Why, then, do the Steve Fishers and Matt Singhs and Chris Hanrettys and Ian Warrens agree that the Conservatives will win comfortably today? These are experts – apologies to Michael Gove – with impressive records: for example, Singh called 2015 right. His central projection is a Tory majority of 98. Hanratty says 100. Warren has gone for 124. Even YouGov has thrown in the towel today, and adjusted its methodology: it now gives May a seven point lead. Part of the reason is turnout expectation. Another part is that even if younger people do flock for the polls to back Corbyn, they are likely to do in seats where he is already strong.
Another still, stressed by this site, is that polls tell one only so much when target seats are nearly everything and much of the ground war is invisible. The effectiveness of the “dark ads” that the Crosby/Messina team are slapping up on Facebook may be exaggerated, but to track the progress of Theresa May’s battlebus, as Newsnight‘s Chris Cook has done, is to see that CCHQ expects a mirror image election – to gain less in the blue south, let alone in London, than in the red-then-purple north. In one respect at least, the Conservative campaign has gone by the book. It has gained a big slice of the UKIP vote and kept it. No poll has shown the Tories dip below 40 per cent.
Perhaps the best explanation is the most simple. Voters face a choice today between the quirkily centrist May and Far Left Corbyn. Maybe all those experts and all the polls are wrong, and Labour will somehow pull it off today – as Leave did last summer and Trump did in America. Perhaps Syriza has come to Britain. But common sense suggests that given a choice between a a Far Left party and a non-Far Right one, the latter will win – especially in a contest which, as Mark Wallace pointed out yesterday, has seen the third party lose ground rather than gain it. This election has been a shot in the arm for two party politics.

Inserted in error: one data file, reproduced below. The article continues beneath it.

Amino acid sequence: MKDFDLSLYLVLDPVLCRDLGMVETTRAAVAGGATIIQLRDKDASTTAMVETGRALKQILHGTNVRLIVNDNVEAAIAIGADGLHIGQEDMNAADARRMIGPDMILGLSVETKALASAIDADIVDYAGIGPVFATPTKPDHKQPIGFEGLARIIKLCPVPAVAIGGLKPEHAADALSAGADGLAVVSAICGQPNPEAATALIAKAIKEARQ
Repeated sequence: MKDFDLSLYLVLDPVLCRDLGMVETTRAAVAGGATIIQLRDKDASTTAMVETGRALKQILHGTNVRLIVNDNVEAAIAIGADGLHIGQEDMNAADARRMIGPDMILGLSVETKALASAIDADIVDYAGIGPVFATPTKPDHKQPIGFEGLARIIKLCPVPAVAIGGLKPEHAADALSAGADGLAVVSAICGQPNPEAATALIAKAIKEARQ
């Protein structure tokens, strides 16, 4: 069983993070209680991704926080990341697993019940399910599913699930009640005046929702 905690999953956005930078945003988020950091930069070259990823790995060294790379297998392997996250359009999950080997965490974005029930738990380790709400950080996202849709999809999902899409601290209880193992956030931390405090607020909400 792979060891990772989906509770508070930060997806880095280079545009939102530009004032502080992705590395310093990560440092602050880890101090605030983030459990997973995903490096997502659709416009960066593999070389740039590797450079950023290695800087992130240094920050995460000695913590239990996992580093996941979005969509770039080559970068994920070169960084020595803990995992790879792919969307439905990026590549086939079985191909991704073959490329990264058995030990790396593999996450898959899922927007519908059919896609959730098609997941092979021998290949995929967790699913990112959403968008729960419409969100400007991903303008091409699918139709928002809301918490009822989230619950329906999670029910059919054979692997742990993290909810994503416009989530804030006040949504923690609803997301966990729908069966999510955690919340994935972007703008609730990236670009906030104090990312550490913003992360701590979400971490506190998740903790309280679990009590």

Were Corbyn to gain even 35 per cent of the vote today, and the two big parties to scoop up 80 per cent of the vote between them – but, no, you can work it out for yourself. These are calculations that the sleeping lion of British public opinion will not have bothered to make. To those of us gripped by politics, elections are compulsive. Very many voters, by contrast, reach for the off switch. Today, the lion blinks, yawns, stretches itself – and is asked to pronounce. Only last summer, a referendum decided, by a narrow margin, to turn Britain’s post-war settlement on its head, and leave the European Union. That decision is the backdrop against which this election should be seen.
At the head of one party is May. She has lost one or two of her political nine lives during this campaign. Her response to Islamist terror is uncertain. But, more than any other senior politician, she grasps intuitively the scale of the decision made last year – and understands that, whatever they did last June, voters are resolved to put their best foot forward and make the most of it. At the head of the other is Corbyn – a man who has dedicated his entire political career cuddling up to Britain’s enemies: the IRA, Galtieri, the Soviet Union. In Labour’s great industrial heartlands, voters have heard the message. Now let the lion roar.